High School Sports

Why does Tumwater’s Gilliland do the shot put, discus and javelin? ‘I like to throw stuff far’

Tumwater’s Ty Gilliland lanches a jumper over Centralia defender Michael Ajoge during Saturday evening’s boys basketball game at Centralia High School on Jan. 6, 2018.
Tumwater’s Ty Gilliland lanches a jumper over Centralia defender Michael Ajoge during Saturday evening’s boys basketball game at Centralia High School on Jan. 6, 2018. toverman@theolympian.com

That Tumwater High School’s Ty Gilliland is a versatile athlete is obvious just from a scan of the school’s team rosters.

He has played basketball. He was the Olympian’s All-Area punter during football season, also listed on the T-Bird’s roster as a rare combination of defensive lineman and quarterback.

But track and field is where the 6-foot-3, 230-pound junior truly shows his do-anything ability. He’s one of Washington’s best in the shot put, discus and javelin and is nationally-ranked in the hammer throw.

It seems simple.

“He’s a hard worker and he wants to throw far,” says Tumwater throws coach Jordan Stray, a former hammer All-America at the University of Oregon.

But there’s more to it. Shot putters traditionally do resemble football lineman, but javelin throwers tend to be long and lean. The spin required of a hammer thrower isn’t the same as what discus competitors use.

“I love doing all of them,” Gilliland said. “My goal is to place in the top three at state in all four events.”

The hammer isn’t offered by the WIAA, but USATF clubs stage a high school hammer championship at season’s end.

Thus far, Gilliland ranks in the top 10 across all classifications in the shot put (53-6.5) and the discus (164-5). He’s fifth among Class 2A javelin throwers (171-11). His 170-2 PR in the hammer will vault him into the top 10 nationally in the event.

Not bad for a guy who only took up the sport a few years ago after encouragement from his middle school football coach and was far from expert when Stray first got a look at him as a freshman.

“He didn’t know what he was doing,” Stray said with a laugh. “He was releasing the discus backward. But he took all my coaching to heart and make quick progress. Throwing became his thing. Last year, he tried the hammer for the first time and wound up in the top 10 nationally.”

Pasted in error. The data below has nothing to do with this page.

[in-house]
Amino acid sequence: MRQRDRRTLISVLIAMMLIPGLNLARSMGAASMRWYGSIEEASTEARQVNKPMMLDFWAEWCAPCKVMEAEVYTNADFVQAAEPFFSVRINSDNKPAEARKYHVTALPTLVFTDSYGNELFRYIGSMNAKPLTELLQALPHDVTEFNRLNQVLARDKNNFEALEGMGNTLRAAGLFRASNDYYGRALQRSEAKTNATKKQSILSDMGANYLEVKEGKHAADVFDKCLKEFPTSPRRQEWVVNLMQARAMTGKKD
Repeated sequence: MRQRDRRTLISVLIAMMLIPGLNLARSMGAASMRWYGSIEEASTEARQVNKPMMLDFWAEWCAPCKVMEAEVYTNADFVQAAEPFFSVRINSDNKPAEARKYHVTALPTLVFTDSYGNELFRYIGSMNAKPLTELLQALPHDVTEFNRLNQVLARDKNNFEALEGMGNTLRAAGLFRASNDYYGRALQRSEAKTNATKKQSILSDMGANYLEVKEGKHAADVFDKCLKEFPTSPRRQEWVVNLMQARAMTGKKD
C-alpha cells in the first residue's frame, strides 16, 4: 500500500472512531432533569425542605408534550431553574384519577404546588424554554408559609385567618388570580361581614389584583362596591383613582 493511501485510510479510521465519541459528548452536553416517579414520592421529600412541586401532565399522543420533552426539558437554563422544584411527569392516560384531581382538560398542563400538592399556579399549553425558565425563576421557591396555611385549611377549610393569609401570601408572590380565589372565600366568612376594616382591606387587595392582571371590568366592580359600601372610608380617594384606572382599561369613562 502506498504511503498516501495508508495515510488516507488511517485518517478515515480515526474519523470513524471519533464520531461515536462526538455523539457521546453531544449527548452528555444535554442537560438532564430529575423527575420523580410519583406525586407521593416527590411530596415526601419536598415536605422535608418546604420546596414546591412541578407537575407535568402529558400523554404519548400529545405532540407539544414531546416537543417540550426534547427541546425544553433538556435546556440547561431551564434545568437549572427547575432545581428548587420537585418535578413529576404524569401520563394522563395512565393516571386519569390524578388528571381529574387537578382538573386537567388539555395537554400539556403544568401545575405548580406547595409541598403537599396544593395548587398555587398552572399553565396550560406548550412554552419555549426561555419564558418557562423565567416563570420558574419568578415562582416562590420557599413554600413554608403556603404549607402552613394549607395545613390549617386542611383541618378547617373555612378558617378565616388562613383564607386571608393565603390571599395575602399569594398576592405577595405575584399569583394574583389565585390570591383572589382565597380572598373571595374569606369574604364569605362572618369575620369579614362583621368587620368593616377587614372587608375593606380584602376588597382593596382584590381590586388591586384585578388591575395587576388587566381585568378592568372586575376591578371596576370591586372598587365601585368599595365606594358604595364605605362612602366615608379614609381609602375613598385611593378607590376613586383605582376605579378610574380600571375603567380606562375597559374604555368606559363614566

Gilliland echoes his coach’s simple take on his approach to the sport.

“I like to throw stuff far. Coach Stray saw talent in me,” he said. “I’ve got a constant work ethic. I set goals and work to beat them.”

Once he mastered the basics, Gilliland wasted little time reaching some of his goals.

He stood on the podium at 2A state as a freshman, finishing fifth in the discus, saving his best throw of the season, 148-5, for the championship meet.

As a sophomore, he improved upon that, throwing 156-10 and grabbing third place. After a fourth place finish at districts kept him out of the state shot put, Gilliland set aside his disappointment to throw a huge PR of 180-11 in the javelin to reach state, where he finished eighth.

The accomplishment is all the more remarkable given everything that goes into throwing the javelin.

“There’s so much rhythm involved. It’s difficult to master it without getting hurt in the process,” Stray said.

Another challenge to doing all three throwing events in a typical high school meet, beyond juggling different sets of footwork, is the simple logistical fact that the schedule isn’t set up for athletes to try it. The boys shot put and javelin are often scheduled for the same time slot.

A thrower can ask to do two or three attempts out of order in one event, then rush off to the other, or do their three preliminary throws on schedule and hope one of the them holds up for a high placing as they leave to compete in the other without coming back for the finals of the first event.

“Ty seems to enjoy that challenge,” Stray said. “He’s just go-go-go.”

“Time management is key,” Gilliland said. “But, usually the people running the meet are good about cooperating so I can get my throws in.”

Gilliland is being recruited by a number of NCAA Division I universities and has a short list of schools that seem likely to offer a scholarship when the time comes.

Tumwater head coach Tracy Johnson can only think of one former T-Bird who surpassed Gilliland’s ability across a variety of events: Brooke Feldmeier, who competed as a heptathlete and holds every girls school record from 200 through 800 meters, both hurdle races and the high jump.

Feldmeier went on to run middle distance for Ole Miss and Oregon before turning pro.

“Unless he gets injured, Ty will place in all three of his events at state,” said Tumwater head coach Tracy Johnson. “He’s only going to get stronger and faster. His ceiling is way up there.”

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